I have had this strange feeling recently that somehow, the theory of martingales we study in probability, and the theory of Fourier analysis are very alike. But I am not able to formalize my thoughts.

To illustrate, let us focus on $f\in L_1(\mathbb T,\mathcal B_{\mathbb T},Leb)$. Define $S_N(f)(x)=\sum_{k=-N}^N \hat{f}(k)e^{ikx}$, the $N$-th partial sum of the Fourier series of $f$. It seems to me that $\{S_N(f)\}_N$ is essentially like a random walk, as the increment $\hat{f}(N)e^{iNx}+\hat{f}(-N)e^{-iNx}$ at the $N$-th stage has mean $0$, and it is orthogonal to $\{1,e^{\pm x},...,e^{\pm (N-1)x}\}$, which would perhaps translate to independence and thus it seems plausible that $\{S_N(f)\}_N$ is a martingale. Of course, independence, conditional expectations, etc. are probably not meaningful terms in classical analysis, and this is one thing I am unable to formalize.

Now let me come to the convergence results. It is well known that in martingale theory, for $p>1$, an $L_p$-bounded martingale converges a.s. and in $L_p$. In Fourier analysis, we have the result that $L_p$ norm convergence of $S_N(f)$ to $f$ (if $f\in L_p$) is equivalent to $\sup_N ||S_N||<\infty$ where $S_N:L_p\to L_p$ is being treated as a linear operator. So here we have the analogy with $L_p$ bounded martingales. Further, for $p>1$, we have $S_N(f)\to f$ a.e., again in analogy.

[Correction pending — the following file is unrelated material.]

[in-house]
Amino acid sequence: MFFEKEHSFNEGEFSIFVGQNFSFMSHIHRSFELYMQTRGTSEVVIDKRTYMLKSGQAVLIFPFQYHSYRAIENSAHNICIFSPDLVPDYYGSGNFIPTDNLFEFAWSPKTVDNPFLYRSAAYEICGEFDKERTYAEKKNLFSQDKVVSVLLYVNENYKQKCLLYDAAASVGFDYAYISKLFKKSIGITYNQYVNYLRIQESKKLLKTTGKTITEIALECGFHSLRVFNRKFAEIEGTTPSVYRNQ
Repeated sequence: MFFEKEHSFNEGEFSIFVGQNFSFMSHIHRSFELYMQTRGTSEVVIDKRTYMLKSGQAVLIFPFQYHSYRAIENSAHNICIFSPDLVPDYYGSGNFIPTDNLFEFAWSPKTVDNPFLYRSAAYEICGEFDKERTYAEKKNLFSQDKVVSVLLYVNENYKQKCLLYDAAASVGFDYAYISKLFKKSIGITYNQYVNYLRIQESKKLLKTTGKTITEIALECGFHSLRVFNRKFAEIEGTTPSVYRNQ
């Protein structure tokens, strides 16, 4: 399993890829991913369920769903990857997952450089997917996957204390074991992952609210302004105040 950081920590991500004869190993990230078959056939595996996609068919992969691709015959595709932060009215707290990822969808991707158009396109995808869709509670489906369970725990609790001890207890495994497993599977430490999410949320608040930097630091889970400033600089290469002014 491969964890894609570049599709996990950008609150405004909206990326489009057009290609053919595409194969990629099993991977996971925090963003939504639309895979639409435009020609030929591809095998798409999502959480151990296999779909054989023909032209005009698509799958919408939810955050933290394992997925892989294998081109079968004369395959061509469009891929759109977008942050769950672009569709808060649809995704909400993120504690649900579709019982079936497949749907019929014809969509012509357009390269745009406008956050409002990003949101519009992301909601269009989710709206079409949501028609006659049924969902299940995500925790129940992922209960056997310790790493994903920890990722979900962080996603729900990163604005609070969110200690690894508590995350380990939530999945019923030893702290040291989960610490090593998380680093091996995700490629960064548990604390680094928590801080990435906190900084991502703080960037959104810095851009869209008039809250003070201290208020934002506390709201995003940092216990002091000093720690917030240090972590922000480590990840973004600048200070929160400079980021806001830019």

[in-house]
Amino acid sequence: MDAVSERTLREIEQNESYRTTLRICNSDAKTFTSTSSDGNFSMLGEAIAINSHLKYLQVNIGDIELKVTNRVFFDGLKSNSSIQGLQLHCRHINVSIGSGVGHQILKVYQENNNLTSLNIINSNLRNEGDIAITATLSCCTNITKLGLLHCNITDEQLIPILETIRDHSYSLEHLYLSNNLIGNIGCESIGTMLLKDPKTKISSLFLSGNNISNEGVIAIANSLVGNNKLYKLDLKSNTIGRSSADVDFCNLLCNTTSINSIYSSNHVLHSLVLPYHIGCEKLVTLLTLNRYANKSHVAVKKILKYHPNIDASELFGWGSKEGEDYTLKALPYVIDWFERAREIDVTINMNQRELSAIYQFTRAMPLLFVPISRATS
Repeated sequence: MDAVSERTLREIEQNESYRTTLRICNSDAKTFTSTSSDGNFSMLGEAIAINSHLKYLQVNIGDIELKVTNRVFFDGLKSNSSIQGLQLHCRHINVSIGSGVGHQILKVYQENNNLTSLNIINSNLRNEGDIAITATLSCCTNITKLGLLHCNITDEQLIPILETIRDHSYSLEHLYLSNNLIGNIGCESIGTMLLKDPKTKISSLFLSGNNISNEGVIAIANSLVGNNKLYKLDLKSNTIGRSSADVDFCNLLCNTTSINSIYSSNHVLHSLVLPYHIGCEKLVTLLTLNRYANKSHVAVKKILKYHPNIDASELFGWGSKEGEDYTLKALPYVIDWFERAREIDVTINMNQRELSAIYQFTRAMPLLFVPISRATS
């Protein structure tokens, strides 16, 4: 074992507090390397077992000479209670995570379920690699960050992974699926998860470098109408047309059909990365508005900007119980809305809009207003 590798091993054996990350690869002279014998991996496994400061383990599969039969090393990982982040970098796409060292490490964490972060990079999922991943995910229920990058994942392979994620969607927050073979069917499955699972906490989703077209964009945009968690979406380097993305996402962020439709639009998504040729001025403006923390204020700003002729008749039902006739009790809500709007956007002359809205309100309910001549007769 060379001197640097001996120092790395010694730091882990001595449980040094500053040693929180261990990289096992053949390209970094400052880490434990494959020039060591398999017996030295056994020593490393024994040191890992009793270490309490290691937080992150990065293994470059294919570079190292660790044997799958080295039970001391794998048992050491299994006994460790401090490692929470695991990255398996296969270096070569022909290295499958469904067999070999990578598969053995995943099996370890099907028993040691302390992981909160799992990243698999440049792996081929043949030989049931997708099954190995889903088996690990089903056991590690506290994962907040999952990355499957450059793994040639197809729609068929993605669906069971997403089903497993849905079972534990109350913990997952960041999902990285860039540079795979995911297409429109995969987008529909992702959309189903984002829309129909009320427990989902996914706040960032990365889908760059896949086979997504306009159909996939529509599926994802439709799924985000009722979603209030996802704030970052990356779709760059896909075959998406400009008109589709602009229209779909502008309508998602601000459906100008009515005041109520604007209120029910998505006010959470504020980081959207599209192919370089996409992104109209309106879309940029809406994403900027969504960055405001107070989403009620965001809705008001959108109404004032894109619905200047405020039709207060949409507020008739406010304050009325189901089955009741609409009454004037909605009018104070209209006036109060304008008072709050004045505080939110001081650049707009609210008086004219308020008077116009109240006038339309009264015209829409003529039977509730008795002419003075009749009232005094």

The results for both Fourier series and martingales fail when $p=1$ and you need more conditions like uniform integrability of martingales, which, I think, translates to $\sum_n |\hat{f}(n)|<\infty$. I also do not know what happens to this little jump from 1 to $p$ that makes both these two results work/fail. I can feel these two theories go parallelly but it seems quite mysterious to me.

Maybe there is a connection which I cannot see?